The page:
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Ball field survives 4-3 vote
Written by Mark Lineberger   
Wednesday, 09 September 2009 11:51

When The Town of Camp Verde bought a large park last year, it brought the promise of much needed ball fields for local children after decades of demand.

Then the economy tanked, a new Town Council was voted in and the town found itself having to tighten the purse strings more than ever before.

But plans were already in the works for the 118-acre park that the town bought from the U.S. Forest Service near State Route 260 and McCracken Lane; the town awarded a $49,000 contract to a consulting firm to come up with a comprehensive park design, a process that involved several public meetings to get a sense of what the community wanted from the park.

The brainstorming produced ideas for everything from a rodeo complex to a dog park, but it was the ball fields that ended up at the top of nearly everybody’s priority list. The town’s one field at Butler Park doesn’t come close to meeting current demand when so many of the town’s Little League teams have to travel to other cities just to play ball.

It was that need for ball fields that led the Town Council late last month to go ahead with the plan to pay an estimated $100,000 for design costs for access roads, lighting and a place to play ball. The designs will be on paper only, destined to sit on a shelf until the economy turns around and money is available to actually create something tangible.

There’s no telling when that might be, and the thought of spending money on a plan that can’t be implemented didn’t sit well with some town residents and a few Town Council members.

Mayor Bob Burnside said several people had approached him questioning the wisdom of moving ahead with spending money on a park plan that would be collecting dust for the foreseeable future when there were debates about cutting other services offered by the town.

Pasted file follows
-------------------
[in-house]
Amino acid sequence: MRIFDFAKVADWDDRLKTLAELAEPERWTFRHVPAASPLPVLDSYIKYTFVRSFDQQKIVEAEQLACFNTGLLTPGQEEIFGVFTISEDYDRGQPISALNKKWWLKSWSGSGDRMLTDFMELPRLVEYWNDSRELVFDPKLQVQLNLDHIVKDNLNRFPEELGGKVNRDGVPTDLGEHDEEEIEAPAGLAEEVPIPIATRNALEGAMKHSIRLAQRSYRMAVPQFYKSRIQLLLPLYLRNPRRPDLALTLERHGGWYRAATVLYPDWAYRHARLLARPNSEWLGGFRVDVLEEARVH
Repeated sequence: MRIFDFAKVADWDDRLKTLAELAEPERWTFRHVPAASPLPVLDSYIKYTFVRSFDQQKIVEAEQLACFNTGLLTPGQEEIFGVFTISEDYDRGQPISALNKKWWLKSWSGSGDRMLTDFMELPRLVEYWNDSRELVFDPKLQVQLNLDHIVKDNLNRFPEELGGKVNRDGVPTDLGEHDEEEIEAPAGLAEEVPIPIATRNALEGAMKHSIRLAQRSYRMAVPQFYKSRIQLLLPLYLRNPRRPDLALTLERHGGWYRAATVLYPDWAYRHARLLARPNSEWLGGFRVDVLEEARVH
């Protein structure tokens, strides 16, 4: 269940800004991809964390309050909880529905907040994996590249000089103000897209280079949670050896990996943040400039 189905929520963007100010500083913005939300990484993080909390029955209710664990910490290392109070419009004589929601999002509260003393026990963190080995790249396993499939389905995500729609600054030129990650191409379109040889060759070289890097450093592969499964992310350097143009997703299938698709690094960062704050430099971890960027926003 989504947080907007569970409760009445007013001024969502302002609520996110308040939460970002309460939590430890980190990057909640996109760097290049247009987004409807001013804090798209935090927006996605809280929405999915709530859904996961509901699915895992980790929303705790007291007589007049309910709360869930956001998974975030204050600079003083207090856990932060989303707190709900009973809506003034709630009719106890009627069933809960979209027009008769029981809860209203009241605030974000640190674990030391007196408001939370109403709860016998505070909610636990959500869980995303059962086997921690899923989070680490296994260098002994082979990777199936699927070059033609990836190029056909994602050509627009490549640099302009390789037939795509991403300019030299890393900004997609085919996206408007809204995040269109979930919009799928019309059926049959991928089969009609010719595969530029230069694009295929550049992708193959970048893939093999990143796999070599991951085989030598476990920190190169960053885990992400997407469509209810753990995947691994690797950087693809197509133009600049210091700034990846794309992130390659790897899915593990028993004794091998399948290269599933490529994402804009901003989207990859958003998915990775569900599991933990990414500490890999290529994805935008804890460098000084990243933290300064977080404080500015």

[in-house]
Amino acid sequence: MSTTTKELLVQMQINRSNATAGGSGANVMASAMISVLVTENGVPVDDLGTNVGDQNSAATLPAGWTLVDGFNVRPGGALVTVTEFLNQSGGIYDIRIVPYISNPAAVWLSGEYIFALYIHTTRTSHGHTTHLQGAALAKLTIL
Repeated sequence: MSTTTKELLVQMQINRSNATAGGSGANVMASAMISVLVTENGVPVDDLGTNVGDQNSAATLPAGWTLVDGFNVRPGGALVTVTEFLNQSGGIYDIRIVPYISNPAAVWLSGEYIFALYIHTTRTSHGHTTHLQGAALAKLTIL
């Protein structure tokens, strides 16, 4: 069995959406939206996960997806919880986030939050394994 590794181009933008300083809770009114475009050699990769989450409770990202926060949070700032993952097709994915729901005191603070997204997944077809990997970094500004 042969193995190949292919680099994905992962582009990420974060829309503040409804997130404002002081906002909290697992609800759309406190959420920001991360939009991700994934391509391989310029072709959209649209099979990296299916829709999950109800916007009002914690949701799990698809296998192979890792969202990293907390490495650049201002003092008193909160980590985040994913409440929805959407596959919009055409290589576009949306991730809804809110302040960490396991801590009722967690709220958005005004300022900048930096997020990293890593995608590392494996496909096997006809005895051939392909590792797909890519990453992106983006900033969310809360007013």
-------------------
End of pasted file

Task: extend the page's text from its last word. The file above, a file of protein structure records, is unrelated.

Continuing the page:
Some were still interested in seeing the town build a park across the highway near the old airstrip, a location the town had originally considered before the land the town now owns was put up for sale by the Forest Service looking to raise money for its new ranger station.

The idea of continuing to chase that idea was shot down almost immediately by several members of the Town Council.

“I went from kindergarten to putting my kids in college while waiting for ball fields, and we’re still waiting for ball fields,” Councilwoman Norma Garrison said. “We can’t afford to buy any more land for a park across the street unless there’s some money I don’t know about.”

Councilwoman Carol German said she felt the money budgeted for park planning could be held aside in case something else came up that the town needed to pay for, or less money could be used to make actual physical improvements to parks the town already owns like Rezzonico Black Bridge Park on the banks of the Verde River.

“We could put [the money] on hold for some of the parks we have … so it looks more inviting then when you drive by and all you see is desert and an outhouse.”

German also expressed her irritation at hearing the land referred to as a “118-acre” park, when not all of the land is suitable for use.

German was joined by Burnside and Councilwoman Jackie Baker in supporting the idea of not spending the money, but the majority felt that it was time to move forward.

It all came down to being “shovel ready,” Garrison said, a term recently popularized after the federal government started gearing up to pass out stimulus money for infrastructure projects across the nation.

Originally, the idea was to get a lot of the money for developing the park through a grant from the state.

But Arizona soon ran into serious financial problems of its own, and the money dried up.

Having a plan on the shelf and ready to go could give Camp Verde an edge when the economy eventually does turn around and the money starts flowing again, Garrison said.

Not everyone is convinced that having an edge is worth it when the council had to sharpen its budget knives and slice up other services residents have come to expect.

Of course, the debate over park planning could be a moot point if the economy gets worse.

Town Manager Michael Scannell said he had made his budget recommendations for the current fiscal year on the assumption that the economy wouldn’t get any better or worse. If the purse strings are tightened further, Scannell said he will come before the council with a revised forecast as he has in the past.

That was good enough for Councilman Pete Roulette, who said he trusts Scannell with keeping a conservative eye on the taxpayers’ money and that if the land was there and the money was budgeted, it was time to move forward with a definite plan.

“This town always seems to move two feet forward and one foot back,” Roulette said.

“There’s nothing that irritates me more than a government that spends, spends, spends, while the rest of us have to pinch pennies to get by,” Camp Verde resident Cheri Wischmeyer. “We could use the money for something else.”

Resident Bob Wier, who participated in the public park design meetings earlier this year, said that in the end, it was all about the children.

“You can’t put a price tag on kids, as far as I’m concerned,” Wier said.



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